Women's Rights Journalist Julie Bindel Vows to Sue Council That Cancelled Event Over Trans Views

Women's Rights Journalist Julie Bindel Vows to Sue Council That Cancelled Event Over Trans Views
A file photo of the Progress Pride flag. (Luke Walker/Getty Images for LTA)
Owen Evans

A journalist is suing Nottingham Council after the town's councillors cancelled her talk at a library because of her views on transgender rights.

Julie Bindel has said that Nottingham Council "don’t realise what they have done" and "have started a fight I doubt they can win."

On Saturday, Bindel had been invited by the Nottingham Women for Change group to Aspley Library to give a talk on the increasing threat of male domestic violence and rape.

Bindel is the co-founder of Justice For Women, an organisation that supports and advocates for women "who have fought back against or killed violent men." She has also written and spoken extensively on what she calls the "tyranny of trans extremism."

'We Took the Decision to Cancel the Booking'

Nottingham Council posted a statement by Council Deputy Leader Adele Williams and Portfolio Holder for Neighbourhoods, Safety, and Inclusion Neghat Khan, cancelling the event.

It said that this was "due to the speaker’s views on transgender rights being at odds with aspects of the council’s Equality, Diversity, and Inclusion Strategy."

“This was a private booking at Aspley Library by the ‘Nottingham Women for Change’ group and all ticket sales and marketing of the event had been undertaken independently with no input from the council," they wrote.

“While it was known that the event was going to be from a feminist perspective, no information around the speaker’s views on transgender rights was brought to the Library Service’s attention," they added.

“Once we became aware of this, we took the decision to cancel the booking. Nottingham is an inclusive city and as a council we support our LGBT community and have committed to supporting trans rights as human rights through Stonewall. We did not want the use of one of our library buildings for this event, taking place during Pride month, to be seen as implicit support for views held by the speaker which fly in the face of our position on transgender rights,” said the councillors.

Bindel subsequently refuted the charges that she was "bigoted and transphobic" in an op-ed for the Mail on Sunday titled "Why I’m suing the council that tried to bully me into silence."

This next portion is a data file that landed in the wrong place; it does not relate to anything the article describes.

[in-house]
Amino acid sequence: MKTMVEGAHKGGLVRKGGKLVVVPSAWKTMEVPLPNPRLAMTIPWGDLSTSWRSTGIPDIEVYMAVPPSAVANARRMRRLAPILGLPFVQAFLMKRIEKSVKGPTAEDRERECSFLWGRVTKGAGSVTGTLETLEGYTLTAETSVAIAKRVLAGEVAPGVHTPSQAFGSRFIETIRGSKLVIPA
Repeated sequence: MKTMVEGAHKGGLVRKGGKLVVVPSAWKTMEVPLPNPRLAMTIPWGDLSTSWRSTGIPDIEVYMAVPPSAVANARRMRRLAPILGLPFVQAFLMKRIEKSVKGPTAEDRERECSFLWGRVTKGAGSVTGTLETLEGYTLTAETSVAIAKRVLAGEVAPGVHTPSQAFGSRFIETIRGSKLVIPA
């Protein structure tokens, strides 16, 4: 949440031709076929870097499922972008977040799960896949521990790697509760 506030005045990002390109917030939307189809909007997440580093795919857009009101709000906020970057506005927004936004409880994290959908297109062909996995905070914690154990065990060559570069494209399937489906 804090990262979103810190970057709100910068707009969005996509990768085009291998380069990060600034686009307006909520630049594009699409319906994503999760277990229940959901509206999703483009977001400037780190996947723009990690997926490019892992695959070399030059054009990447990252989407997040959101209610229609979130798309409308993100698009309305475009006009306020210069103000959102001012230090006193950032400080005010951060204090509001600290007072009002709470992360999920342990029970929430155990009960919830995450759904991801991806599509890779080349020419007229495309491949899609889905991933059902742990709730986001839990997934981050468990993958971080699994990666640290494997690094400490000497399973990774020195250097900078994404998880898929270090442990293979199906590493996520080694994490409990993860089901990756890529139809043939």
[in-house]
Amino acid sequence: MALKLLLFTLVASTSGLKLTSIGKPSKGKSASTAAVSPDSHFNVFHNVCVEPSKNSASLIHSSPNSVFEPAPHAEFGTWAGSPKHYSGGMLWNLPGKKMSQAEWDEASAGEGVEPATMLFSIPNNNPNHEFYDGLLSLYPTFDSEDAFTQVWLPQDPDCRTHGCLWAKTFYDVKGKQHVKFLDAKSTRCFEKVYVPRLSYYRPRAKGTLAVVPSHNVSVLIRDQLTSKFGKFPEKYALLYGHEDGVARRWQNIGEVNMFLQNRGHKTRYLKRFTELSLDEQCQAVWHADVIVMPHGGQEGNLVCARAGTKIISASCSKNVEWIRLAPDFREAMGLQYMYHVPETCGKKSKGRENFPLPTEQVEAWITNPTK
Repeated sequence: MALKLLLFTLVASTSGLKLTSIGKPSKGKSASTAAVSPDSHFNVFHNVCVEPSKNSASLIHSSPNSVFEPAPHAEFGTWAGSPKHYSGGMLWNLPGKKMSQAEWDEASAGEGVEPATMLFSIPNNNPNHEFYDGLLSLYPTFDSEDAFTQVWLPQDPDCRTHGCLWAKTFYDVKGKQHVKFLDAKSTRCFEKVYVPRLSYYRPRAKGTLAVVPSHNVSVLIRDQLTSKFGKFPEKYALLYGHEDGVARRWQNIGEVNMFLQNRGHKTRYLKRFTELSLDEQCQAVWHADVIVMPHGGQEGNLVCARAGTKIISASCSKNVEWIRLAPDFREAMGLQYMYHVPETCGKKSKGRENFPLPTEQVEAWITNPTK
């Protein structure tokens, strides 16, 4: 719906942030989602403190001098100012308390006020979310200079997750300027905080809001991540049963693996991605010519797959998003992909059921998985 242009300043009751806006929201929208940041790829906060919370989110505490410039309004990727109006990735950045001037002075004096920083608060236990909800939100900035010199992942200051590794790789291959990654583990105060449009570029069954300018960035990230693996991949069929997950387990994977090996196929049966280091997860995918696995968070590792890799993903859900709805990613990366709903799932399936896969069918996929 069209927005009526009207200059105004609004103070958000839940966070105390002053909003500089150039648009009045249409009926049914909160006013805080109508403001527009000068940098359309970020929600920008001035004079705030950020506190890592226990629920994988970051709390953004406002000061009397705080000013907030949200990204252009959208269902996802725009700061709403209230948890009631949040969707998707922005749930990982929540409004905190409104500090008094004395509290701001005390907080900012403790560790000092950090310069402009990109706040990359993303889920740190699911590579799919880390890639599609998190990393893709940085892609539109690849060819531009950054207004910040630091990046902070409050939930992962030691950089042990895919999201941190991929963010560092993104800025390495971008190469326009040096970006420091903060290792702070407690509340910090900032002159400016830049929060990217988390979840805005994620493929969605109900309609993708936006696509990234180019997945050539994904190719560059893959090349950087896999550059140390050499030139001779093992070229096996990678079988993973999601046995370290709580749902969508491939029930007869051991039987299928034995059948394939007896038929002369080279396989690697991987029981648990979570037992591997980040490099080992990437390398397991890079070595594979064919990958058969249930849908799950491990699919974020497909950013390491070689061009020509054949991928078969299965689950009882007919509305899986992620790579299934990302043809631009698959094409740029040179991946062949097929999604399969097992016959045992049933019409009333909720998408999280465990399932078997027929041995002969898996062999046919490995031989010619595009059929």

"On behalf of every woman who is being told to shut up and stay quiet, during the worst misogynist backlash I have witnessed in my lifetime, I’m taking the council to court," she said.

She added that "they have discriminated against my basic rights as a woman and as a lesbian. They have erased my freedom of speech and they have grossly libelled me. For this, they are going to be made to pay."

'To Abandon the Talk Was Unthinkable'

Bindel said the event was held outside in the car park, but a small group of trans activist protesters shouted abuse at her.
The LGBT charity Stonewall has received increasing scrutiny for its lucrative diversity programmes, controversial advice to organisations, and alleged influence on public policy.

Bindel added that anyone who states the "obvious fact that women don’t have penises is automatically a bigot in Stonewall’s eyes."

"Nottingham city councillors don’t realise what they have done. By illegally banning me from giving a talk at one of their libraries, they have started a fight I doubt they can win," she wrote.

"To abandon the talk was unthinkable. Every ticket had sold, which meant there were dozens of women eager to learn how they could get involved in campaigning to end rape and domestic abuse," she added.

Lily Zhou contributed to this report.
Owen Evans is a UK-based journalist covering a wide range of national stories, with a particular interest in civil liberties and free speech.